4. I certainly don’t follow you, but without exception when I read a negative article about American Airlines, I see you are the author.
    Maybe you can share what has created your myopic view of American Airlines.
    It will be hard to trust other articles you have opinions about seeing the slanted and frankly naive view you have regarding complex and complicated reasons corporations and their managers implement procedures and programs to reach their short and long term objectives and goals.

  5. Let’s be honest; the only thing any public company cares about is Wall Street. Employee surveys are lip service and always have been.

  6. And, without doubt, they will do what another big company did: put some inane and highly ridiculed program into place – said program intended to improve survey results, not fix the problem.

    AA and it’s management have no clue.

  7. I’m quite sure that just as we did in our pilot union, surveys from management are structured to get the answers you want.

  8. Same goes for surveys of customers and not just for AA. I have stopped answering unless i have something (good or bad) i want to say as nearly all of the surveys are too long and seeming structured to get meh results. I only worry that in some instances staff is negatively affected by low response rates but hey, every time i buy something from Amazon they send a questionnaire. I figure only the companies designing the surveys benefit. For companies it is check the box on customer care.

  9. I remember one survey in my company indicated that employees were unhappy about promotional opportunities. Our company tended to hire from the outside instead of promote from within.

    So they rolled out an internet self-study training program. In other words, out of date training modules, which would be time consuming, but not improve skills at all. Further, you had to get management approval for any training module. Of course, any training would be costed back to the department, so managers did not want to approve the training. Company continued to hire from the outside. Problem fixed, see.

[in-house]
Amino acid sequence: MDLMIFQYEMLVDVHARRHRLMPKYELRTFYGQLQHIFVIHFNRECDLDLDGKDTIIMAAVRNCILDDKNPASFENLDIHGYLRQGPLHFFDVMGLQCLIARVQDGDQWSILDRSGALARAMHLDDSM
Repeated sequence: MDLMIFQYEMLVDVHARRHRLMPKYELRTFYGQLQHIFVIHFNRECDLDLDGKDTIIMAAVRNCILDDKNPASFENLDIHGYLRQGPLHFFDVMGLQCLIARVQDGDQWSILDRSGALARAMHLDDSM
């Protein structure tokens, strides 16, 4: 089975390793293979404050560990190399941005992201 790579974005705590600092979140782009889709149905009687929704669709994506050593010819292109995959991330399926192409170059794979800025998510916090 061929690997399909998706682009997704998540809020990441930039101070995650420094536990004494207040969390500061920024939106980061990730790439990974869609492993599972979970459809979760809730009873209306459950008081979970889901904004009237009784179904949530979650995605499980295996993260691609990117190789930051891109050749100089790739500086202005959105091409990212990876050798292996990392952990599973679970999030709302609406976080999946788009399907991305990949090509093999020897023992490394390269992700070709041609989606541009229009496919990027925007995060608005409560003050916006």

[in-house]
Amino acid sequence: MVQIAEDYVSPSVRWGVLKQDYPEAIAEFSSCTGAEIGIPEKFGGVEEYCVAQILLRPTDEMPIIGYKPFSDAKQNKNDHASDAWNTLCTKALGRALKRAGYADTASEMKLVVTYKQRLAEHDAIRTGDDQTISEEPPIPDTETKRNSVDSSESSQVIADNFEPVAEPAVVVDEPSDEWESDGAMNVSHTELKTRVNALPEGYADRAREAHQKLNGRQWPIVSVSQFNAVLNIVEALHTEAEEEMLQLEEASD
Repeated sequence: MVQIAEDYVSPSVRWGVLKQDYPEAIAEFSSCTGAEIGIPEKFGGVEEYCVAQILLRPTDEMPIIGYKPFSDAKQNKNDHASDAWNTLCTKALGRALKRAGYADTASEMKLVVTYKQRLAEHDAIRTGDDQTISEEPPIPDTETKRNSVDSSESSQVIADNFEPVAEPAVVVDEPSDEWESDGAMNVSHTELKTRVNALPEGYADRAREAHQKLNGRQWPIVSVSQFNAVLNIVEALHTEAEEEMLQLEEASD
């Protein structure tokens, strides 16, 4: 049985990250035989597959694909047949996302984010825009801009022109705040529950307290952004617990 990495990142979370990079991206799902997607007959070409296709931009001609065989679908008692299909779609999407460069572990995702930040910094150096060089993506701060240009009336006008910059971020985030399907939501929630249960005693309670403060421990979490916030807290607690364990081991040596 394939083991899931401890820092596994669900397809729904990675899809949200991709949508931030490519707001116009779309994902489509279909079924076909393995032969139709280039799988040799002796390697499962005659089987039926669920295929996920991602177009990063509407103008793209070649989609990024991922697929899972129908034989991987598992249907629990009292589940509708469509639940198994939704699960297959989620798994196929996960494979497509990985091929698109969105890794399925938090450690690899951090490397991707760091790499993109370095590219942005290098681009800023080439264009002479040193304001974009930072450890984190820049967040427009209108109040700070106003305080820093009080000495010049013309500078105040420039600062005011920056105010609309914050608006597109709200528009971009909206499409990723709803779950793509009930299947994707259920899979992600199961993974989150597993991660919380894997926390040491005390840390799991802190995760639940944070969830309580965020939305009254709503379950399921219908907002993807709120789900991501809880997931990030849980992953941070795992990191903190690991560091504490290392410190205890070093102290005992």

The person setting up the program was promoted for a job well done. Two years later the training program was quietly dropped.

    Such surveys are a waste of time.

  10. American is not taking care of it’s passengers or it’s employees. Doug is in over his head. He ran a leisure airline before. This is not the same world. Business travelers are where the money is and American is not stepping up to the plate to keep them happy. They need to start taking dramatic steps to save the many who are bailing out of the AAdvantage program for Delta and start giving their premium passengers the thanks and perks they deserve.
    Scott Kirby is gonna catch AA’s ass and put them in number three position if they don’t wake up.

  11. So Gary, give us an estimate of what American spent to survey 42,000 workers.

    At the very least it’s
    42,000 X $20/hour X 1 hours. So $840,000 at a minimum + follow up time.

    Tell us why AA would waste a million bucks on something it did not care about.

    Also AA ain’t the most profitable airline. Maybe it simply decided not to apend a million+ bucks a year.

  12. HR departments are not in the business of providing an outlet for grievance to employees, or to communicate employee feelings to management. They are there to protect management, to give management a rationale for decisions it has made (or wishes to make), and to provide cover for wrong or possibly unlawful actions.

    If the survey is negative for management, then the HR people did not manage the survey correctly.